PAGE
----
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    ArchitectureWeek Notes No. 525
    Dear ArchitectureWeek Readers,

    ArchitectureWeek No. 525 is now available on the Web, with these new design and building features, and more.

    TXI ES&C

    Get Started with BIM Using the Autodesk Building Design Suite

    Have all the advantages of BIM without giving up your AutoCAD workflow. Learn how to leverage your existing AutoCAD data while getting up to speed with Autodesk Building Design Suite Premium, an economical and convenient software suite containing AutoCAD products for building plus Autodesk Revit software.

    Learn how


    The apartments at 1247 Wisconsin Avenue in Washington, D.C., by McInturff Architects, are built on a site created by connecting and encompassing the roofs of two existing buildings. Photo: Julie Heine

    by Jeremiah Eck

    More than half of all the single-family homes in the United States were built in the last three decades of the 20th century, and it is estimated that half again of the current total number of dwellings — about 80 million — will need to be built in the next three decades of the 21st century.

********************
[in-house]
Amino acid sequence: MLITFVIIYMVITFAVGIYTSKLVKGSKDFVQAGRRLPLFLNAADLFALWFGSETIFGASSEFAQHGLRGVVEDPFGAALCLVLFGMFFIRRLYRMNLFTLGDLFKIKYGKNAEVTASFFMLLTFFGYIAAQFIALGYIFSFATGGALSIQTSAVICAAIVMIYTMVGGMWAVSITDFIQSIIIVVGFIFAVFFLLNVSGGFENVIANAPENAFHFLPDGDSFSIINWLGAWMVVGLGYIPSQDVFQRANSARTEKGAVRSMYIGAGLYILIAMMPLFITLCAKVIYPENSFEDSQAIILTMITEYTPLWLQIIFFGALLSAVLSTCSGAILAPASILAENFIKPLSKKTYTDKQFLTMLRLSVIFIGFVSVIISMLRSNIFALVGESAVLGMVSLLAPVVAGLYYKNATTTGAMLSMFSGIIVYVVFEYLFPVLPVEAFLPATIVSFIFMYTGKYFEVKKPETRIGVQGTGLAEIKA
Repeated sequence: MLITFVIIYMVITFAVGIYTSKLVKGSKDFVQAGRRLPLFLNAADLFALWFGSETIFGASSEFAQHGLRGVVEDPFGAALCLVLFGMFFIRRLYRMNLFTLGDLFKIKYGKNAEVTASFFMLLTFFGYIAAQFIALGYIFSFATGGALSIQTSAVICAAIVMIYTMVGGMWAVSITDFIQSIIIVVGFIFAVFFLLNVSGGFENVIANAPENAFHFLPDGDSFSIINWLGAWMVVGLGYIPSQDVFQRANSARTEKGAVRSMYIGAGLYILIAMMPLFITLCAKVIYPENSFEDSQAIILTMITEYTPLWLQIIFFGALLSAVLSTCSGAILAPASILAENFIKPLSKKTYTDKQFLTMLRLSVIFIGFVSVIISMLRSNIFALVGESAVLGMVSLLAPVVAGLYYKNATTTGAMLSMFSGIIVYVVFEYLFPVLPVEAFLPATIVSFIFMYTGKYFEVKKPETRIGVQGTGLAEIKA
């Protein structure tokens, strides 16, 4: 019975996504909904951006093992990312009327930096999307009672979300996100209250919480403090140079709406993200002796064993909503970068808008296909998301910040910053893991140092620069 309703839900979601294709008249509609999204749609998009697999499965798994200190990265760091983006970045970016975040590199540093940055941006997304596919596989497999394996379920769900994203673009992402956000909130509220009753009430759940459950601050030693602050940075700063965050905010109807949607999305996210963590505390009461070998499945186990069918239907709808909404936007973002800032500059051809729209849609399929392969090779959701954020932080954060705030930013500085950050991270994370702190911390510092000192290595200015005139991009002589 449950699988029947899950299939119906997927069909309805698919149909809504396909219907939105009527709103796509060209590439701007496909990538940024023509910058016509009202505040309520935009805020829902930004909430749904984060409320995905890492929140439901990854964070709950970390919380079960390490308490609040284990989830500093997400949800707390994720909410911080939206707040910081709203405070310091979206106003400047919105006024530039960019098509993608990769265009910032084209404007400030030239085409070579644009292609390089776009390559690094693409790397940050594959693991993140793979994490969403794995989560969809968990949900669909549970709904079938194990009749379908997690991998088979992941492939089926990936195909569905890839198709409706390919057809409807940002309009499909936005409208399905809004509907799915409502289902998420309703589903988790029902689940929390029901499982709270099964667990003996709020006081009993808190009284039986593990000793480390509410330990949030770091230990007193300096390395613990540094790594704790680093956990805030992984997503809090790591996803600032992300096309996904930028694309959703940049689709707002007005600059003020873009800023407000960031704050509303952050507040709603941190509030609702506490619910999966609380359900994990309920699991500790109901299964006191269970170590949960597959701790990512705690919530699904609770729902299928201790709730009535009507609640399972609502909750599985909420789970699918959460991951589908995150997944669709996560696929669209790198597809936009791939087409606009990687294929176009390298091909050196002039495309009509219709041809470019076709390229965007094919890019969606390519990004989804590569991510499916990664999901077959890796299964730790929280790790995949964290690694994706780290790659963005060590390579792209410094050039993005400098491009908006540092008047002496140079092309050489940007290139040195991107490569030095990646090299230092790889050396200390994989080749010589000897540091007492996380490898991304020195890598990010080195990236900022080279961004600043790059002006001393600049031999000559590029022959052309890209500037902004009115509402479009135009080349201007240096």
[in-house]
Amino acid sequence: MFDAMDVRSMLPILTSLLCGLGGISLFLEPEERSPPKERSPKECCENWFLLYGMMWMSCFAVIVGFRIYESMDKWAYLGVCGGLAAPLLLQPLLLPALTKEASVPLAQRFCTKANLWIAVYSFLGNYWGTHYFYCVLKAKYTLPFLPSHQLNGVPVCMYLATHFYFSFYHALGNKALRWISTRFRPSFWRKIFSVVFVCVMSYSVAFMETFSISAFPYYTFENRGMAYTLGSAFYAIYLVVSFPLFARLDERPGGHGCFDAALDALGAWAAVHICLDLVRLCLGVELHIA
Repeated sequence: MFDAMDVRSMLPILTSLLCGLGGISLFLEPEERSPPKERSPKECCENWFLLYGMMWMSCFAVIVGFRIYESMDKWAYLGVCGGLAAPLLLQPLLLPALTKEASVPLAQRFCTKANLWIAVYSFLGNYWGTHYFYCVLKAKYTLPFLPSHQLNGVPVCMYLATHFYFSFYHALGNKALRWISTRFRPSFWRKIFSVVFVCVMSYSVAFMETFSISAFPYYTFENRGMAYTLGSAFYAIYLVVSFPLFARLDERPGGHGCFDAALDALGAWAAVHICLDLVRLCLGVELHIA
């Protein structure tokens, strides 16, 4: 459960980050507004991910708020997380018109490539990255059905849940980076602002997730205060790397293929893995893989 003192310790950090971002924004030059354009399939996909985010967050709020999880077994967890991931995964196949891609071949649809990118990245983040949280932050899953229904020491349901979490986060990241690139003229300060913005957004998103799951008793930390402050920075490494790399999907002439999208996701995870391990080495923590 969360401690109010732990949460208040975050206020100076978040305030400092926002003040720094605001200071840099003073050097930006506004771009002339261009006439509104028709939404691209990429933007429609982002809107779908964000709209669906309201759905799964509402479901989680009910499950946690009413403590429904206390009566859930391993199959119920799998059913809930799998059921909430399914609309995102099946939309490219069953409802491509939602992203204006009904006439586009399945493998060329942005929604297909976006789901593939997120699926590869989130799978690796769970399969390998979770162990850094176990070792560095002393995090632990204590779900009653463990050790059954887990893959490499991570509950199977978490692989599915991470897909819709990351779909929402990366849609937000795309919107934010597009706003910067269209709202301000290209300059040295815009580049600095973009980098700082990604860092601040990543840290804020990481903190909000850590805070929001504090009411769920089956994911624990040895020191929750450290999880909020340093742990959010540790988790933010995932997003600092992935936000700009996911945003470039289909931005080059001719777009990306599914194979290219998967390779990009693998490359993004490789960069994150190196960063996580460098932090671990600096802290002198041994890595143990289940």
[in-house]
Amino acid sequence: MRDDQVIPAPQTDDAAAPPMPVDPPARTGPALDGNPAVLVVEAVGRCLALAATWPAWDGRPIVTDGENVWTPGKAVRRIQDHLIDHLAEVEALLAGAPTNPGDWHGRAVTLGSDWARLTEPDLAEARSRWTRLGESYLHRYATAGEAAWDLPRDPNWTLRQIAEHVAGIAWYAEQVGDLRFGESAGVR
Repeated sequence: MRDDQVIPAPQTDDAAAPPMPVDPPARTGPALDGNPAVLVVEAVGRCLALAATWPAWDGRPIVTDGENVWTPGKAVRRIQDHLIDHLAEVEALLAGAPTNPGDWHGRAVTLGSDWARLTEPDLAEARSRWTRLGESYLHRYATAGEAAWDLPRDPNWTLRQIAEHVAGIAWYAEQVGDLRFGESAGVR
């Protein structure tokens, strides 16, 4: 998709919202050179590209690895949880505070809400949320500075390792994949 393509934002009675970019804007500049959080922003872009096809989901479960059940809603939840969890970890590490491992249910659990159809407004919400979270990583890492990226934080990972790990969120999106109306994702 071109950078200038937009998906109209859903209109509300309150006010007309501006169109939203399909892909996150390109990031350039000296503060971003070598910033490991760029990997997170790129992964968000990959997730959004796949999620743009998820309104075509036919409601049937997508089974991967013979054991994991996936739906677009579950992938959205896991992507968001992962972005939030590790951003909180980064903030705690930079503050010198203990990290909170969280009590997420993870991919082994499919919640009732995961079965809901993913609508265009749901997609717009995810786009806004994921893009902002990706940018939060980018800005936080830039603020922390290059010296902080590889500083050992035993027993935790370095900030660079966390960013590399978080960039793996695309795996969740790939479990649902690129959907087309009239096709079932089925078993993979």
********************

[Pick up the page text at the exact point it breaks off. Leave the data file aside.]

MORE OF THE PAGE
Unfortunately, most houses built in the last 50 years were merely plopped down on a piece of land, adhering to zoning laws, and occasionally conservation commissions and planning boards, and forced to face the street like so many soldiers in a row.

    The harsh reality is that these sites are often stripped of any existing natural vegetation, provided with roads that are much too wide, and given lot configurations that have little to do with the land they are carved from.

    There is seldom any real integration of house and site. It is one of the byproducts of sprawl; we all know it when we see it, and it's a recipe for disaster for the foreseeable future because of its harm to the environment.

    Rooftop as Urban Site

    When thinking of sustainable site design, most people probably imagine a low-density rural or suburban site somewhere far afield, not a high-density urban one in the heart of a large city.

    The new apartments at 1247 Wisconsin Avenue in Washington, D.C., sit on a more unusual site: the rooftop of two existing buildings.   >>>

    P&P Image

    The Metal Shutter Houses condominiums in Manhattan, designed by Shigeru Ban Architects and Dean Maltz Architect with Montroy Andersen DeMarco, have been completed. Photo: Michael Moran Photography

    People and Places